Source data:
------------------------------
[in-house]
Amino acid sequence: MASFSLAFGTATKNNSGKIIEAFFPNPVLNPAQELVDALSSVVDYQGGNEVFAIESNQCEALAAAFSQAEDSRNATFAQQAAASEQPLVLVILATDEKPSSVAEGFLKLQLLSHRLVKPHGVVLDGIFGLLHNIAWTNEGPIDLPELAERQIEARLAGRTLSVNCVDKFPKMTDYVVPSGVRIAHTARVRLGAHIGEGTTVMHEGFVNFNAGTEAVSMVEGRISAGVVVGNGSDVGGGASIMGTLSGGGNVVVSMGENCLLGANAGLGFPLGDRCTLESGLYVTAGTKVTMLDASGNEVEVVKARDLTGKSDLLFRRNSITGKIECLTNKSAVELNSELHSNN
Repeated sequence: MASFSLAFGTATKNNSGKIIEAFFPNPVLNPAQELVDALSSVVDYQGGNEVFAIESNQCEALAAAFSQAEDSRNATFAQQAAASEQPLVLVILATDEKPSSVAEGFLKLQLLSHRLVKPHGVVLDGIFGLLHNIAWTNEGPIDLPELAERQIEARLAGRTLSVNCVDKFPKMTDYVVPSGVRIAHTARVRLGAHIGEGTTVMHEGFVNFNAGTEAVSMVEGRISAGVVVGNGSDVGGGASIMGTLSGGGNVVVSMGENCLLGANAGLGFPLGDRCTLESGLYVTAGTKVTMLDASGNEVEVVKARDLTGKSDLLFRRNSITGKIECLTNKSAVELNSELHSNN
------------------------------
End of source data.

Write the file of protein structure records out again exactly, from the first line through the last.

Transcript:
[in-house]
Amino acid sequence: MASFSLAFGTATKNNSGKIIEAFFPNPVLNPAQELVDALSSVVDYQGGNEVFAIESNQCEALAAAFSQAEDSRNATFAQQAAASEQPLVLVILATDEKPSSVAEGFLKLQLLSHRLVKPHGVVLDGIFGLLHNIAWTNEGPIDLPELAERQIEARLAGRTLSVNCVDKFPKMTDYVVPSGVRIAHTARVRLGAHIGEGTTVMHEGFVNFNAGTEAVSMVEGRISAGVVVGNGSDVGGGASIMGTLSGGGNVVVSMGENCLLGANAGLGFPLGDRCTLESGLYVTAGTKVTMLDASGNEVEVVKARDLTGKSDLLFRRNSITGKIECLTNKSAVELNSELHSNN
Repeated sequence: MASFSLAFGTATKNNSGKIIEAFFPNPVLNPAQELVDALSSVVDYQGGNEVFAIESNQCEALAAAFSQAEDSRNATFAQQAAASEQPLVLVILATDEKPSSVAEGFLKLQLLSHRLVKPHGVVLDGIFGLLHNIAWTNEGPIDLPELAERQIEARLAGRTLSVNCVDKFPKMTDYVVPSGVRIAHTARVRLGAHIGEGTTVMHEGFVNFNAGTEAVSMVEGRISAGVVVGNGSDVGGGASIMGTLSGGGNVVVSMGENCLLGANAGLGFPLGDRCTLESGLYVTAGTKVTMLDASGNEVEVVKARDLTGKSDLLFRRNSITGKIECLTNKSAVELNSELHSNN